Is ‘Billions’ Showtime Series Starring Bobby Axelrod Based On True Story?

As a result of its depiction of wealth and “fuck you money,” the show “Billions” is the kind of television that makes one wishfully daydream. The movie does a good job of depicting the life of the ultra-rich, similar to series like “Succession,” and its production value matches that of the protagonist’s fortunes. The Showtime series has well-known actors like Paul Giamatti, Maggie Siff (of “Sons of Anarchy”), and Damian Lewis (of “Homeland”).

Lewis portrays Bobby “Axe” Axelrod, the kingpin of a hedge firm who is the target of a very brutal attorney named Chuck Rhoades on allegations of insider trading. The show has been hailed for its entertaining soapiness and the ease with which it can be watched multiple times.

Is Billions Based on a True Story?

Even if some real-world incidents served as inspiration for the show, “Billions” is not based on any actual history. It should be made obvious that both Bobby and Chuck, as well as the entirety of the plot, are complete inventions. However, the writers have drawn from a wide range of real-life Wall Street incidents and cases for their fiction.

The practice of insider trading occurs frequently. The existence of ultra-wealthy hedge fund managers who amass their fortunes through unethical and criminal ways is also a fact. It’s also a fact that lawyers like Rhoades will pursue criminals like that.

Read More: Is ‘Hustle,’ a Show on Netflix, Based on A True Story?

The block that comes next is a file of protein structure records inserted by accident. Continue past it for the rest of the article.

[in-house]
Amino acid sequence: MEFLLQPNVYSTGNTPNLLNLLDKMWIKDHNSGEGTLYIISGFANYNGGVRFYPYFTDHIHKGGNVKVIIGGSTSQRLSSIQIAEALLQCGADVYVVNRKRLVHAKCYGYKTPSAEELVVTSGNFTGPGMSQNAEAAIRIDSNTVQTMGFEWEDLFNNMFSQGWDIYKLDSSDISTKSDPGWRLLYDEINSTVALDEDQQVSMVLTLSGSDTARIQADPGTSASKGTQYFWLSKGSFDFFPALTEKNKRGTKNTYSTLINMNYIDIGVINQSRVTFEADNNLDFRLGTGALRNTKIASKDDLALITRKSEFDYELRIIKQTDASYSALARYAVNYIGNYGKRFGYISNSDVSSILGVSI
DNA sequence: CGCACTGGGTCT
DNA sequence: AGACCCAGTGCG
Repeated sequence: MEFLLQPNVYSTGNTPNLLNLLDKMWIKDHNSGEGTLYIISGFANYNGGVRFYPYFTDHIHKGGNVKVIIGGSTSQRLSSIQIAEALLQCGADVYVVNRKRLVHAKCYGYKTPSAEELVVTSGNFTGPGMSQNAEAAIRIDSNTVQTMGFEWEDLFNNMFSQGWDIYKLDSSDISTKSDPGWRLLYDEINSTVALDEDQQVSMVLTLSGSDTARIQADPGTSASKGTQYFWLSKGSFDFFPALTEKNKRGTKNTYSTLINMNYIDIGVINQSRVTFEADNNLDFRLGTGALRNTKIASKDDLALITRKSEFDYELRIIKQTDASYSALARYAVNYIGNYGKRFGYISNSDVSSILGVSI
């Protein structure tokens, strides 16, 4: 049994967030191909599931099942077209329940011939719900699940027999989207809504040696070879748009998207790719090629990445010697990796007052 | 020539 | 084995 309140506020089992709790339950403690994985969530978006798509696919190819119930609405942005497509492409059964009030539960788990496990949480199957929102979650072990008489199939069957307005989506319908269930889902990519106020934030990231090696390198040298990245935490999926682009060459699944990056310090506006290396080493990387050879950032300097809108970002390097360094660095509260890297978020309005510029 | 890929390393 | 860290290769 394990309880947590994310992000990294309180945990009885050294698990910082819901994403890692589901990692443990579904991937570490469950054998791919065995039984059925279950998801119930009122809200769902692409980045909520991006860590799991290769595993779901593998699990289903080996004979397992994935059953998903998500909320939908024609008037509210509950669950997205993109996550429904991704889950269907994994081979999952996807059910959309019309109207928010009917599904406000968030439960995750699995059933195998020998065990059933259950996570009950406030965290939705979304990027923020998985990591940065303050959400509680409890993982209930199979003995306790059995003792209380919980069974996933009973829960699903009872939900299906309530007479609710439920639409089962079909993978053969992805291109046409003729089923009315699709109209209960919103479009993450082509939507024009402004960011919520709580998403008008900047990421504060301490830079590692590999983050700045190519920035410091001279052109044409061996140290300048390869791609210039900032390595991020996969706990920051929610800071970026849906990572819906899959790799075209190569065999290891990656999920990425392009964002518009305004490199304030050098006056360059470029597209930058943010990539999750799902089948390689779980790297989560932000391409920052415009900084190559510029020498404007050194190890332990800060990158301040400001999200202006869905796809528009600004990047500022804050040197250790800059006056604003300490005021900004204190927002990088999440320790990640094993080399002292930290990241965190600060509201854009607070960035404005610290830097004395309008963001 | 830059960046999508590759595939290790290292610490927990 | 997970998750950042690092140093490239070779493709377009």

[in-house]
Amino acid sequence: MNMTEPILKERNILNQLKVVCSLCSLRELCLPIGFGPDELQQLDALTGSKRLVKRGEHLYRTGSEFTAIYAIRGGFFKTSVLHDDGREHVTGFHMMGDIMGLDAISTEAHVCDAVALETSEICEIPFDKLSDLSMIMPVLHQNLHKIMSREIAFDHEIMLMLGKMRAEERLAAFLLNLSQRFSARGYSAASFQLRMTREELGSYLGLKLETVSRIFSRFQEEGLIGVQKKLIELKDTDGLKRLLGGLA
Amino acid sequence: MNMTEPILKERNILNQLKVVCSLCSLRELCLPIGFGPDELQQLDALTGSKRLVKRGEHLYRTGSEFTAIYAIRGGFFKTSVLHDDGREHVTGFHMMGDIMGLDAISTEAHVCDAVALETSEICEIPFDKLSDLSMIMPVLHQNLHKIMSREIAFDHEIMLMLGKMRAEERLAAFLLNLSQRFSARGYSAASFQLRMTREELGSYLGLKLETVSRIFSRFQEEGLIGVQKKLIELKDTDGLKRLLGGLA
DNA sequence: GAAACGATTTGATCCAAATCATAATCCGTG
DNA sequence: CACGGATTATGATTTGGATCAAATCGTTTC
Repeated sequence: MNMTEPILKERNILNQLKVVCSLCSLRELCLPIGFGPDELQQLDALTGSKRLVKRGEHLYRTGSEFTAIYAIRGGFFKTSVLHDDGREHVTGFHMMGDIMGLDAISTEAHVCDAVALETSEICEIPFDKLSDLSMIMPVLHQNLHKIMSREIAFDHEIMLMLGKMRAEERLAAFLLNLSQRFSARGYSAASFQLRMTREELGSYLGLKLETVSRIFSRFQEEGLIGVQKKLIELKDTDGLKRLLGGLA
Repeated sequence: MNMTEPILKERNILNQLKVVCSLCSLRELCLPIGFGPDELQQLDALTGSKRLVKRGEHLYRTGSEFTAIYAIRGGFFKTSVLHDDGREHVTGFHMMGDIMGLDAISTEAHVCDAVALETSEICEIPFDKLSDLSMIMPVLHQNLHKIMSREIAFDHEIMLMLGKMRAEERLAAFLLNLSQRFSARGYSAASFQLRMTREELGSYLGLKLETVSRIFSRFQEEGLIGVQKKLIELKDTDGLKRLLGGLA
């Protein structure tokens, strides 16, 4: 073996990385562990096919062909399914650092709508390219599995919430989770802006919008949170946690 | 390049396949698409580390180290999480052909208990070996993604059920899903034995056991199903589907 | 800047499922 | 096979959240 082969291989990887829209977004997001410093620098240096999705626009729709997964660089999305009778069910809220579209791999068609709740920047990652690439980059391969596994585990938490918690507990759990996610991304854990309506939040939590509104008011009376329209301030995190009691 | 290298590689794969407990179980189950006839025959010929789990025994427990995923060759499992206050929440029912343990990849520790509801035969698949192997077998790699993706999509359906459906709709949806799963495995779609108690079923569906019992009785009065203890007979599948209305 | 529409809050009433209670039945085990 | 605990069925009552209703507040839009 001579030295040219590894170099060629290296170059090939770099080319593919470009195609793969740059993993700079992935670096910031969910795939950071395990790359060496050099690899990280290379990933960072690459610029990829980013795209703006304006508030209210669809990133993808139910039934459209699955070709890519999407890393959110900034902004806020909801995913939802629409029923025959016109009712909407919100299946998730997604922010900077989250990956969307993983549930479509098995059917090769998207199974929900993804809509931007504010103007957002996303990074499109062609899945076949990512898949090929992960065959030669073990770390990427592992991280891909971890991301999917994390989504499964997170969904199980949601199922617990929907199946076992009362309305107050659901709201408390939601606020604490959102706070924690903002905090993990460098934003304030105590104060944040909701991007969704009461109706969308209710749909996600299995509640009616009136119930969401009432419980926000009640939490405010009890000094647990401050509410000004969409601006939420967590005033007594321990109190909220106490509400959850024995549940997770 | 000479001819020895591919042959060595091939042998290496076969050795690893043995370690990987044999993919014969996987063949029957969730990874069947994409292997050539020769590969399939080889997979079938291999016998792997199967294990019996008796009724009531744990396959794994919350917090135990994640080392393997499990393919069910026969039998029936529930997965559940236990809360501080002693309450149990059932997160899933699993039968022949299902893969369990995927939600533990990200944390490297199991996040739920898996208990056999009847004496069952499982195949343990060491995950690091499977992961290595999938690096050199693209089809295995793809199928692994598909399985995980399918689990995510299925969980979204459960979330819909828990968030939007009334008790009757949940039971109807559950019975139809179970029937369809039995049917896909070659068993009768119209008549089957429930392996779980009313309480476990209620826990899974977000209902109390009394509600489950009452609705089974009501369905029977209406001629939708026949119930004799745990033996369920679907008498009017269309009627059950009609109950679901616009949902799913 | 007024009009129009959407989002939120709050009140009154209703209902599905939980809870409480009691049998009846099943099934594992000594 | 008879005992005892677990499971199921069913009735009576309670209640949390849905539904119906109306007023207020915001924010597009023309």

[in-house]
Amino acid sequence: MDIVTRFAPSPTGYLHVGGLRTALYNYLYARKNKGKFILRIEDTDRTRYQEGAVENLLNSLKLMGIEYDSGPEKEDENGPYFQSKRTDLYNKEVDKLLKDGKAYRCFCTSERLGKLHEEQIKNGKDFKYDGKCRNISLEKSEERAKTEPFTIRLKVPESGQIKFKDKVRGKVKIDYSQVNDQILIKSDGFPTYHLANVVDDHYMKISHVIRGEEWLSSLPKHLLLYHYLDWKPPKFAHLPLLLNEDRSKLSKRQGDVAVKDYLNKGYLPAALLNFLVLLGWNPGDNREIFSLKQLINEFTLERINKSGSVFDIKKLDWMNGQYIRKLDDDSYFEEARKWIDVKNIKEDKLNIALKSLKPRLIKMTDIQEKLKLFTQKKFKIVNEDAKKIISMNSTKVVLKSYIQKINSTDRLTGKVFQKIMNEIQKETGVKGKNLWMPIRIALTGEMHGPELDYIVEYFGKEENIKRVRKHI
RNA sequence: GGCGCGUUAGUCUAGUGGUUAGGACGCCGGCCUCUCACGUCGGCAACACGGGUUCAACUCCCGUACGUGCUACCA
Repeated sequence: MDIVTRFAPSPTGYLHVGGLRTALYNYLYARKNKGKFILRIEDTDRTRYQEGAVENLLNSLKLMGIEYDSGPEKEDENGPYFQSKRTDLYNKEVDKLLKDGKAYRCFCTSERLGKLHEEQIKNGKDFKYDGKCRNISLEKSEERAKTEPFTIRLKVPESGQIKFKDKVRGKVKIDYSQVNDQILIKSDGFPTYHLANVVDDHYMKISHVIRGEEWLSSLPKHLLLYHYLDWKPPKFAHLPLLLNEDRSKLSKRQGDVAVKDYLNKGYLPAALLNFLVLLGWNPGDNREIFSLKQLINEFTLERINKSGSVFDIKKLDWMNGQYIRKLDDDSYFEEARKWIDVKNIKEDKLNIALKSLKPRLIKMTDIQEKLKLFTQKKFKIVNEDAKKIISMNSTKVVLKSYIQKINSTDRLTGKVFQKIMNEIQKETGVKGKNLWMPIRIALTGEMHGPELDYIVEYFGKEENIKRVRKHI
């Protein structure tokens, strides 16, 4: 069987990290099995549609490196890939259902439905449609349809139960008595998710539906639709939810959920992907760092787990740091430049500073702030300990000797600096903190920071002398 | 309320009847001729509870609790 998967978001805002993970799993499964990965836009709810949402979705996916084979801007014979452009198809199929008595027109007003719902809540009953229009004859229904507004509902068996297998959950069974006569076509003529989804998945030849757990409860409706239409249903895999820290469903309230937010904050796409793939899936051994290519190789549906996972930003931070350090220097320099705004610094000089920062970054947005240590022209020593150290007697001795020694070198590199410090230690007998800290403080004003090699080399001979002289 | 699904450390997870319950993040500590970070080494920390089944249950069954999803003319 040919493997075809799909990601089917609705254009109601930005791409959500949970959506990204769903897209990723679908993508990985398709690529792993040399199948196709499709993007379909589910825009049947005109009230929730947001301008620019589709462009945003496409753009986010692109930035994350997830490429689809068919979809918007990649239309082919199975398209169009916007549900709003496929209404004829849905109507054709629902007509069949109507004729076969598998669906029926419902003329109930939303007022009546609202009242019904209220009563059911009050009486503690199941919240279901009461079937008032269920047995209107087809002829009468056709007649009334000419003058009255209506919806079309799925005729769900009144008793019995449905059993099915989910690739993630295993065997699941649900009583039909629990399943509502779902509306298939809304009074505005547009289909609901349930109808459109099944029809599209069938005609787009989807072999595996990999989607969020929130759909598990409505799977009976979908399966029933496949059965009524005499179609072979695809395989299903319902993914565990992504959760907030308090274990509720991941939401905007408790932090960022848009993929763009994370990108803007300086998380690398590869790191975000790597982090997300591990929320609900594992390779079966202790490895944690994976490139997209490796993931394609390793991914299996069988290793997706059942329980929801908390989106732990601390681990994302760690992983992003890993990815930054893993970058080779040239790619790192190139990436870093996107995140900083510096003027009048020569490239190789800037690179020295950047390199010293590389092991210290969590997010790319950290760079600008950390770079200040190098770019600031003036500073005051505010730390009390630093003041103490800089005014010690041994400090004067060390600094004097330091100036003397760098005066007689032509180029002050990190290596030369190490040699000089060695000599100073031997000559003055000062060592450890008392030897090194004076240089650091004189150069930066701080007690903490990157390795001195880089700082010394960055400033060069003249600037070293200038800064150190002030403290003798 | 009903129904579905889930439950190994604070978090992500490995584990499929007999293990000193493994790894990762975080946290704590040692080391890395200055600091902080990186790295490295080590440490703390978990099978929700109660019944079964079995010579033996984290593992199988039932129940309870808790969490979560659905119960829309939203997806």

The Case of Preet Bharara v. Steven A. Cohen

According to the Wall Street Journal, Preet Bharara’s pursuit of Steven A. Cohen, one of the most prominent men on Wall Street, was a loose inspiration for the fight between Bobby and Chuck. Cohen established the $14 billion S.A.C.

Capital Advisors hedge fund. He was described as “short and thick” with a “fierce mind and a fast temper” and a “35K house in Greenwich, Connecticut,” as reported by The New Yorker. Cohen turned his fund into a home office, like the show’s rich protagonist, and pleaded guilty in exchange for a $1.2 billion settlement.

Cohen’s “fuck you money” was just as flashy as Bobby’s. Cohen quickly bounced back from his public image crisis and established Point72 Ventures. His wealth reached a remarkable $14.1 billion in February of the following year.

Other Influences

However, like Cohen, the protagonist of “Billions” is thought to be a composite of many people. For instance, Bill Ackman, a real-life hedge fund manager, and Carl Icahn, a fictional one, have a rivalry that is analogous to Bobby’s battle with his opponent. A few additional things in the second season are also tangentially influenced by the scandals that plagued the investment bank Salomon Brothers.

The U.S. Securities and Exchange Commission and other government officials discovered that the Salomon Brothers had submitted fake bids in an attempt to buy more treasury notes than a single buyer was allowed to purchase. For their part, the Salomon Brothers were hit with the biggest penalty ever assessed against a financial institution, a $290 million fine.

Read More: Is ‘Hustlers’ Movie Starring Jennifer Lopez Based On A True Story?

Alleged Influence From Denise Shull

Denise Shull, a Wall Street performance coach, sued Showtime and Andrew Ross Sorkin, the show’s author, for allegedly infringing on her copyright. She claimed that the show had plagiarized both her book, “Market Mind Games,” and the character of Dr. Wendy Rhoades from it. Showtime argued, however, that the book and the show were so different that they should be dismissed.

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